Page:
Opposition lawmakers and the nation’s black community were quick to criticize Liberal Democratic Party lawmaker Kazuya Maruyama on Thursday after he called U.S. President Barack Obama a “descendant of black slaves,” a remark they said bordered on racism and at the very least displayed his ignorance of U.S. history.
“His remark can be regarded as an affront to the U.S. president, and could develop into a serious problem that may affect Japan’s diplomatic relationship with America,” Democratic Party of Japan lawmaker Yosuke Kamiyama told the Lower House budget committee, a venue often used to attack the government.
On Thursday, opposition parties including the DPJ, Social Democratic Party and Seikatsu no To (the People’s Life Party & Taro Yamamoto and Friends) submitted a resolution to the Upper House calling for Maruyama, 69, to resign.
The former celebrity lawyer made the comment during a session of the Upper House Commission on the Constitution on Wednesday. He was trying to explain how dynamically America has evolved to become the superpower it is today.
“In the United States, a black man has become its president. I mean, he is in a bloodline of black people who were slaves,” he said. “People in the country’s founding era would have never thought that a black slave would become president. That’s how dynamically America has evolved.”
Maruyama later apologized for what he termed “misleading” remarks and said he would ask that they be revised or deleted from the official transcript.
Eric L. Robinson, creative director of the Black Tokyo website, said Maruyama’s comment proves he is uninformed when it comes to U.S. history.
“It was another ignorant politician speaking about a topic they are not very familiar with,” he said.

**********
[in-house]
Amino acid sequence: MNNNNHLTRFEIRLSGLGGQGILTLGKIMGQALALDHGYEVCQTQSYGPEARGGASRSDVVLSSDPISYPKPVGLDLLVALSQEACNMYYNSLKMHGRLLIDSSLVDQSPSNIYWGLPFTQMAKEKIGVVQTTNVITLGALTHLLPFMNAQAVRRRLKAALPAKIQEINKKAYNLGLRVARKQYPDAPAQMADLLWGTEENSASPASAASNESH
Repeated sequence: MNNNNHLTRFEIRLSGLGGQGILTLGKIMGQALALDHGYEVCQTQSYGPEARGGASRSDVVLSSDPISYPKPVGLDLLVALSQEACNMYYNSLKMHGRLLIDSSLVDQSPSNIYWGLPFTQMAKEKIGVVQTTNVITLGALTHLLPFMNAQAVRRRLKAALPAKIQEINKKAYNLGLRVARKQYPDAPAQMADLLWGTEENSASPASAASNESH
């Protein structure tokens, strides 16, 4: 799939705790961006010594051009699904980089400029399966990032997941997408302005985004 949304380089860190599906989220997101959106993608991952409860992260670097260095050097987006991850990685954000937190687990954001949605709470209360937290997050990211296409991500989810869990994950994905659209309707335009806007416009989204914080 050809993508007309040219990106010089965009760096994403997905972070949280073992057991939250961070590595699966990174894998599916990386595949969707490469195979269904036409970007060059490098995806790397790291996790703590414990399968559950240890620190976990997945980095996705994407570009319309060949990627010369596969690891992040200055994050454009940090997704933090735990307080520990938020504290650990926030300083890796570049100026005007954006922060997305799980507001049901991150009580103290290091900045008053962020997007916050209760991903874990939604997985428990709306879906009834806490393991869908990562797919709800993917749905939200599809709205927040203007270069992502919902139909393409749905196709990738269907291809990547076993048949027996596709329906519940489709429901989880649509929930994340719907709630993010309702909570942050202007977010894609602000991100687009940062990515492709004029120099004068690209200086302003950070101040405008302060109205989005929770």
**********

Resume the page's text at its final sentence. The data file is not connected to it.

Had Maruyama done his research, he would have known that Obama’s father, who the Barack H. Obama Foundation says was a senior Kenyan government economist, was “not an African that was in slavery in America,” Robinson said.
Maruyama’s apparent assumption that all African-Americans were once slaves is “ignorant” and “racist in thought,” he said.
The government of Prime Minister Shinzo Abe was saying little about the matter on Thursday.
Chief Cabinet Secretary Yoshihide Suga told the budget committee the government will refrain from commenting directly on the remarks, but added: “Politicians should take responsibility for what they say. (Maruyama) should fulfill his responsibility to explain himself, not to undermine public trust.”
Justice Minister Mitsuhide Iwaki, whose ministry is spearheading a campaign to protect human rights and eradicate hate speech, declined to comment as well.
The remark came hot on the heels of another clanger Wednesday. At the Constitution commission meeting, Maruyama mused on the idea of Japan being absorbed by the United States.
“What kind of problems with the Constitution could arise if, for instance, Japan becomes the United States’ 51st state?” he asked rhetorically.
“As the allocation of House of Representatives seats to each state depends on its population in the United States, ‘Japan State’ would probably hold the largest share in the House,” Maruyama said.
“If so, someone from ‘Japan State’ might become U.S. president.”
It was then that he blundered into the remarks about Obama.
Japan becoming the 51st state was “an asinine comment to make,” Robinson said.
With the large amount of discrimination directed at non-Japanese in today’s Japan and yet no legislative framework in place to counter racism, “how could Japan deal with that if it becomes the 51st state of the U.S because you would have to change the laws?” he said.
“As a lawyer, that’s the first thing he should’ve thought about” before making such a comment.
Maruyama’s faux pas is the latest in a litany of scandals and gaffes tarring the LDP.
Last month, Akira Amari, a close Abe ally, resigned as economy minister over a graft scandal embroiling both himself and his secretaries.
Environment minister Tamayo Marukawa made remarks that appeared to mock the radiation fears of residents in Fukushima Prefecture earlier this month, only to apologize for and retract them last week.
And LDP lawmaker Kensuke Miyazaki quit his seat last week over an extramarital relationship with a bikini model while his wife was pregnant, after making waves in the party by championing the cause of paternity leave.